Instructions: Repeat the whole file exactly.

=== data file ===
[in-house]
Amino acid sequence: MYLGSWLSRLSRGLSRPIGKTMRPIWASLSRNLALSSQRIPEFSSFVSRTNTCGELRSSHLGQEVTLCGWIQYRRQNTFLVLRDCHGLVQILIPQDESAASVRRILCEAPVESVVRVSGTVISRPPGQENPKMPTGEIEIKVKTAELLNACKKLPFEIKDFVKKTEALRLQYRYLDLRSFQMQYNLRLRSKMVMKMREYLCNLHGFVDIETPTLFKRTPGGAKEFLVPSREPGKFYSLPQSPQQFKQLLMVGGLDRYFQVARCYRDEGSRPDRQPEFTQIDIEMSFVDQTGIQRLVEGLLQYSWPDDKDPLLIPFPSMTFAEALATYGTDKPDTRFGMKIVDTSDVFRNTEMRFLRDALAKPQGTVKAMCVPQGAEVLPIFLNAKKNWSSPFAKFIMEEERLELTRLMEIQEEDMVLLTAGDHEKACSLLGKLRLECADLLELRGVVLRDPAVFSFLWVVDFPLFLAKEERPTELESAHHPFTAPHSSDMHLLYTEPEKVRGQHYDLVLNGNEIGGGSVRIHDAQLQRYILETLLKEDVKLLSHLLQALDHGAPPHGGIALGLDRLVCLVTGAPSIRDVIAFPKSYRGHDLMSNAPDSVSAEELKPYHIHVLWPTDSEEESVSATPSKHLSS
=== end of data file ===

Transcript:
[in-house]
Amino acid sequence: MYLGSWLSRLSRGLSRPIGKTMRPIWASLSRNLALSSQRIPEFSSFVSRTNTCGELRSSHLGQEVTLCGWIQYRRQNTFLVLRDCHGLVQILIPQDESAASVRRILCEAPVESVVRVSGTVISRPPGQENPKMPTGEIEIKVKTAELLNACKKLPFEIKDFVKKTEALRLQYRYLDLRSFQMQYNLRLRSKMVMKMREYLCNLHGFVDIETPTLFKRTPGGAKEFLVPSREPGKFYSLPQSPQQFKQLLMVGGLDRYFQVARCYRDEGSRPDRQPEFTQIDIEMSFVDQTGIQRLVEGLLQYSWPDDKDPLLIPFPSMTFAEALATYGTDKPDTRFGMKIVDTSDVFRNTEMRFLRDALAKPQGTVKAMCVPQGAEVLPIFLNAKKNWSSPFAKFIMEEERLELTRLMEIQEEDMVLLTAGDHEKACSLLGKLRLECADLLELRGVVLRDPAVFSFLWVVDFPLFLAKEERPTELESAHHPFTAPHSSDMHLLYTEPEKVRGQHYDLVLNGNEIGGGSVRIHDAQLQRYILETLLKEDVKLLSHLLQALDHGAPPHGGIALGLDRLVCLVTGAPSIRDVIAFPKSYRGHDLMSNAPDSVSAEELKPYHIHVLWPTDSEEESVSATPSKHLSS